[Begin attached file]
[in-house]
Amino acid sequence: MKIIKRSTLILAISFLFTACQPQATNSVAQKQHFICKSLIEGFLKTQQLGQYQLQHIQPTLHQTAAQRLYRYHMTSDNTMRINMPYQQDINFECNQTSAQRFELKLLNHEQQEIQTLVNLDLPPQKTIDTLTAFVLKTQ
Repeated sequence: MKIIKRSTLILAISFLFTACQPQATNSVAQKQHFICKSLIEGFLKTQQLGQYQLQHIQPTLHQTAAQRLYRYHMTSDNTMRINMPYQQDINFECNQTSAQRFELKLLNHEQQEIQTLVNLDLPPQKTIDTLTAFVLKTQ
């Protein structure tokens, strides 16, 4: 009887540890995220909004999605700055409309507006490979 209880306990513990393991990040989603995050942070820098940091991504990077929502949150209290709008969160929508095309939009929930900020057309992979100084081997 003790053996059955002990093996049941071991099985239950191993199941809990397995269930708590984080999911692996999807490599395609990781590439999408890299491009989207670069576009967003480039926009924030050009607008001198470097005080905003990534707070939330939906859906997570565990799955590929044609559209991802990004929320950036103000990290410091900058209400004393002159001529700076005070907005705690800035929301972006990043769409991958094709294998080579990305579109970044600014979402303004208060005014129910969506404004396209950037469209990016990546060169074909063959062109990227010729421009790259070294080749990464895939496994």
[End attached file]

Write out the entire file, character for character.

[in-house]
Amino acid sequence: MKIIKRSTLILAISFLFTACQPQATNSVAQKQHFICKSLIEGFLKTQQLGQYQLQHIQPTLHQTAAQRLYRYHMTSDNTMRINMPYQQDINFECNQTSAQRFELKLLNHEQQEIQTLVNLDLPPQKTIDTLTAFVLKTQ
Repeated sequence: MKIIKRSTLILAISFLFTACQPQATNSVAQKQHFICKSLIEGFLKTQQLGQYQLQHIQPTLHQTAAQRLYRYHMTSDNTMRINMPYQQDINFECNQTSAQRFELKLLNHEQQEIQTLVNLDLPPQKTIDTLTAFVLKTQ
């Protein structure tokens, strides 16, 4: 009887540890995220909004999605700055409309507006490979 209880306990513990393991990040989603995050942070820098940091991504990077929502949150209290709008969160929508095309939009929930900020057309992979100084081997 003790053996059955002990093996049941071991099985239950191993199941809990397995269930708590984080999911692996999807490599395609990781590439999408890299491009989207670069576009967003480039926009924030050009607008001198470097005080905003990534707070939330939906859906997570565990799955590929044609559209991802990004929320950036103000990290410091900058209400004393002159001529700076005070907005705690800035929301972006990043769409991958094709294998080579990305579109970044600014979402303004208060005014129910969506404004396209950037469209990016990546060169074909063959062109990227010729421009790259070294080749990464895939496994």